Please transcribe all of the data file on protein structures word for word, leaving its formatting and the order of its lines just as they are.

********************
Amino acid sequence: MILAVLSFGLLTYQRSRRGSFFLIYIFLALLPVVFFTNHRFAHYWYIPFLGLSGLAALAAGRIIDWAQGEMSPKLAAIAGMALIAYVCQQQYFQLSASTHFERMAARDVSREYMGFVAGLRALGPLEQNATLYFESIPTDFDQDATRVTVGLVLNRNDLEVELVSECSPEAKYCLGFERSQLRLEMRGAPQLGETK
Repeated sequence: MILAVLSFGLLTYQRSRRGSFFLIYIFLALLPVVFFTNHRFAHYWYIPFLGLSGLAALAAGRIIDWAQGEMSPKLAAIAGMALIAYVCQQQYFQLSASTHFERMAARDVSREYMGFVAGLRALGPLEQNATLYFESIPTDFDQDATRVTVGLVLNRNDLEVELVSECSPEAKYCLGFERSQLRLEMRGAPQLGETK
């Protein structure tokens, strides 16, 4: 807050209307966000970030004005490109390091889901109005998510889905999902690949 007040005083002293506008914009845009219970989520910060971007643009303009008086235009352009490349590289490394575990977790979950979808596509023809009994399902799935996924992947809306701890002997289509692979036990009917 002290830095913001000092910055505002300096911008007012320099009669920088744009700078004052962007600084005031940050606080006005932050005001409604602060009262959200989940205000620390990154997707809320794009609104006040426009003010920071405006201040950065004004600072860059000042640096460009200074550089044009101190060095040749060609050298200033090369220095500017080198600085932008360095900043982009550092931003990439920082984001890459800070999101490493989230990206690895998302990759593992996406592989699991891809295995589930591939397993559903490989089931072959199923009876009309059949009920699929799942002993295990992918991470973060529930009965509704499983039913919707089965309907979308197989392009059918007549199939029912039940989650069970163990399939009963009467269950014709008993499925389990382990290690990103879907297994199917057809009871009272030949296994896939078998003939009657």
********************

Amino acid sequence: MILAVLSFGLLTYQRSRRGSFFLIYIFLALLPVVFFTNHRFAHYWYIPFLGLSGLAALAAGRIIDWAQGEMSPKLAAIAGMALIAYVCQQQYFQLSASTHFERMAARDVSREYMGFVAGLRALGPLEQNATLYFESIPTDFDQDATRVTVGLVLNRNDLEVELVSECSPEAKYCLGFERSQLRLEMRGAPQLGETK
Repeated sequence: MILAVLSFGLLTYQRSRRGSFFLIYIFLALLPVVFFTNHRFAHYWYIPFLGLSGLAALAAGRIIDWAQGEMSPKLAAIAGMALIAYVCQQQYFQLSASTHFERMAARDVSREYMGFVAGLRALGPLEQNATLYFESIPTDFDQDATRVTVGLVLNRNDLEVELVSECSPEAKYCLGFERSQLRLEMRGAPQLGETK
């Protein structure tokens, strides 16, 4: 807050209307966000970030004005490109390091889901109005998510889905999902690949 007040005083002293506008914009845009219970989520910060971007643009303009008086235009352009490349590289490394575990977790979950979808596509023809009994399902799935996924992947809306701890002997289509692979036990009917 002290830095913001000092910055505002300096911008007012320099009669920088744009700078004052962007600084005031940050606080006005932050005001409604602060009262959200989940205000620390990154997707809320794009609104006040426009003010920071405006201040950065004004600072860059000042640096460009200074550089044009101190060095040749060609050298200033090369220095500017080198600085932008360095900043982009550092931003990439920082984001890459800070999101490493989230990206690895998302990759593992996406592989699991891809295995589930591939397993559903490989089931072959199923009876009309059949009920699929799942002993295990992918991470973060529930009965509704499983039913919707089965309907979308197989392009059918007549199939029912039940989650069970163990399939009963009467269950014709008993499925389990382990290690990103879907297994199917057809009871009272030949296994896939078998003939009657």